The questions in the hearts of men are universal and consistent: Do I have what it takes? Can I pull this off? Will I be found out?
Guys will take on epic adventures to answer the question and prove they have what it takes to survive and prosper. But more often we stand against the wall and wait for the moment to pass, hoping to avoid doing something that will leave us looking foolish. We’d rather miss an adventure (or opportunity, or ministry, or relationship) than risk being found out.
Part of the problem is our cultural definition of what it means to be a real man. I found nearly 50 versions of the “50 Things A Real Man Should Be Able To Do” list, and they included things like:
Throw a punch
Chop down a tree
Jump-start a car
Change a flat tire
Build a campfire
Clean a paint brush
Point toward north
Tie a bowline knot
Change a diaper
Calculate square footage
… and on and on (a real man should know when to stop making lists!)
So I thought about that when reading a Bible account of a group of men who probably could have performed all 50 things on all 50 lists, and maybe even taught the classes. Reading from 1 Chronicles 5:24, it says: “These were the heads of their families: Epher, Ishi, Eliel, Azriel, Jeremiah, Hodaviah and Jahdiel. They were brave warriors, famous men, and heads of their families.”
These are prime qualities for an excellent resume - brave warriors, well-known and influential men of importance, leaders, responsible decision-makers. Yet the Bible goes on to say these manly men failed at the most important thing.
Verse 25 says: “But they were unfaithful to the God of their ancestors and prostituted themselves to the gods of the peoples of the land, whom God had destroyed before them.”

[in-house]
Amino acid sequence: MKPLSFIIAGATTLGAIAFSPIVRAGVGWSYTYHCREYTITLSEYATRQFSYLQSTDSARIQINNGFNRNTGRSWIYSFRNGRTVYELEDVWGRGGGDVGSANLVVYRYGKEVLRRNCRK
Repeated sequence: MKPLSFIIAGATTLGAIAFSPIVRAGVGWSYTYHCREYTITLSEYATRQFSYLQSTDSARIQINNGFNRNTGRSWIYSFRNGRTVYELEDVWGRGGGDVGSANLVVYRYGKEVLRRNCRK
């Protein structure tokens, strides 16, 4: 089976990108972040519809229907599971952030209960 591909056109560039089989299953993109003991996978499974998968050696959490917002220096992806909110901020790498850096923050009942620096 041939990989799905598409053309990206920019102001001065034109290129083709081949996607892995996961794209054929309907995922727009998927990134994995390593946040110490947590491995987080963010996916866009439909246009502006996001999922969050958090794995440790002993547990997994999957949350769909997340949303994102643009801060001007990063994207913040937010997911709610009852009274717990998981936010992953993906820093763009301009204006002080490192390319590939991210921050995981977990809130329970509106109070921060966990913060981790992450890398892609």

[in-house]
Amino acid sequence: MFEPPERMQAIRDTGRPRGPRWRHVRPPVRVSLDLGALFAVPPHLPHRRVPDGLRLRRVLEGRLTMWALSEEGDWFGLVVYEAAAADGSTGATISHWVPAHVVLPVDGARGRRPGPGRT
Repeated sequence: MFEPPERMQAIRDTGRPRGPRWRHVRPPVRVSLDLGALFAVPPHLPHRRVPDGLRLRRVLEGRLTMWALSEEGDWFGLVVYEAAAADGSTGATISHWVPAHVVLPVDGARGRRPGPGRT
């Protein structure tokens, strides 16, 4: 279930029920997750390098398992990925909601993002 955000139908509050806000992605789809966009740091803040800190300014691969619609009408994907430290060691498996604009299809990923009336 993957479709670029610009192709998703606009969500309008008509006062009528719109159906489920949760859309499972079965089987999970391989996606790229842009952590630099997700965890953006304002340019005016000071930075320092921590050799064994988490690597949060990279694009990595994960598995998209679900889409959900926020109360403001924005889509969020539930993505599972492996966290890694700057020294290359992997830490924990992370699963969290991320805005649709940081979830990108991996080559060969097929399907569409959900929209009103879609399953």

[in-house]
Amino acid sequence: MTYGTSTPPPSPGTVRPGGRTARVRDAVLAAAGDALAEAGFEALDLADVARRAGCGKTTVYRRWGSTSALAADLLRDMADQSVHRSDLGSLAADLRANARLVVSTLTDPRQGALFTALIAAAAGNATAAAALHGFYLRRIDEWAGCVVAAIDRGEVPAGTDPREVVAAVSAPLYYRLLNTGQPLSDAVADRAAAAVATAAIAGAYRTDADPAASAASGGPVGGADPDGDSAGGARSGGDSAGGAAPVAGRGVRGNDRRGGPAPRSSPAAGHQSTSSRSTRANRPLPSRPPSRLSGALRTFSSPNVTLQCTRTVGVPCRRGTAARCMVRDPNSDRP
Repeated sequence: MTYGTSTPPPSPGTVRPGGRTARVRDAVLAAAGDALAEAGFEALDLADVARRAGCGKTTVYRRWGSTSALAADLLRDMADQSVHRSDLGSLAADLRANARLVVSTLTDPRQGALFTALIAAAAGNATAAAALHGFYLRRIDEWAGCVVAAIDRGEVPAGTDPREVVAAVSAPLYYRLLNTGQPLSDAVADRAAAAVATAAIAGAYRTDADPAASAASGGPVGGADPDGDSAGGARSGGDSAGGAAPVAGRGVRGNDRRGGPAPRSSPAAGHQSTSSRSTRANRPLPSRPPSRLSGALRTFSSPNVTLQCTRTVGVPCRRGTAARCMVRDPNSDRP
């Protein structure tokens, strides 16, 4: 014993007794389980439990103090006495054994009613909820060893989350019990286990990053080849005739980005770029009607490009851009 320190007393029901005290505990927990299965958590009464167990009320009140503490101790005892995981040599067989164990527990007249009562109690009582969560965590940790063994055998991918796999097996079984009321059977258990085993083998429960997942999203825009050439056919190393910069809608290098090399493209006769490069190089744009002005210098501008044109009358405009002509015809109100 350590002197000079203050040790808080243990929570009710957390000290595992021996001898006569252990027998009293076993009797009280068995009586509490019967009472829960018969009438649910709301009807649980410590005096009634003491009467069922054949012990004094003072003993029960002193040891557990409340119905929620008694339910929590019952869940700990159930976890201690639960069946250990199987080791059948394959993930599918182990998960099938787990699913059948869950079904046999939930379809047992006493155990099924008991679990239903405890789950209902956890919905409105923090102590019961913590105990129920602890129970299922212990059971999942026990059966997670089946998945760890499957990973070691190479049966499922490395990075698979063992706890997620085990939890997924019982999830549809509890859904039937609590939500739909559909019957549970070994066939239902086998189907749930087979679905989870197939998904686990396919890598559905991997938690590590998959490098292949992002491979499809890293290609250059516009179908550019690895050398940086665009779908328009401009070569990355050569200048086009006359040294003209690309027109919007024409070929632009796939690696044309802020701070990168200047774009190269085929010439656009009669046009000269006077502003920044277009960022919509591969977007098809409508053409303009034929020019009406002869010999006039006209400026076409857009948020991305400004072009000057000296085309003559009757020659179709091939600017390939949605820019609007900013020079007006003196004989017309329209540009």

Because of their unfaithfulness God allowed an enemy nation (Assyria) to swoop in and defeat these men and carry them off as captives, spoils of war. Their families, friends, and neighbors all suffered because these men failed to be faithful to God. Even courage, fame, and influence weren’t enough. They were like the foolish man who built his house on the sand: they were swept away. In the final accounting, they did not have what it takes. They couldn’t pull off their single most important task.
So what should a real man (or woman) be able to do? What should be at the top of the list?
The Old Testament prophet, Isaiah, gave this insight to King Ahaz when he asked for advice: “If you do not stand firm in your faith, you will not stand at all.” (Isaiah 7:9) It is our faith that gives us strength, gives us depth, and density. A person who professes no faith has little to stand on when the troubles come.
I once heard Erwin McManus challenge an arena full of Promise Keepers by saying: “The shape of your character is the shape of your future.” Not skill, but character. Not influence, but faith.
I thought of another story from 2 Chronicles 20:12, when King Jehoshaphat ended a long prayer for guidance with this phrase, “We do not know what to do, but our eyes are on You.”
He was a king who understood the limits of his own wisdom, courage, influence, and power, and knew to stand to firm in his faith.
And so, my prayer, “Lord - I am asking you again to speak to my heart about teaching and writing and books and engineering and oil & gas and cash flow and publishing and marketing and being Uncle Berry and loving Cyndi and taking guys into the mountains and all that. I don’t know what to do, but help me keep my eyes on You.
“I run in the path of Your commands, for You have set my heart free.” Psalm 119:32
To learn about Berry’s books, “Running With God,” go to www.runningwithgodonline.com , or “Retreating With God,” go to www.retreatingwithgod.com ,… Follow Berry on Twitter at @berrysimpson or on Facebook … Contact Berry directly: firstname.lastname@example.org … To post a comment or subscribe to this free journal: www.journalentries.org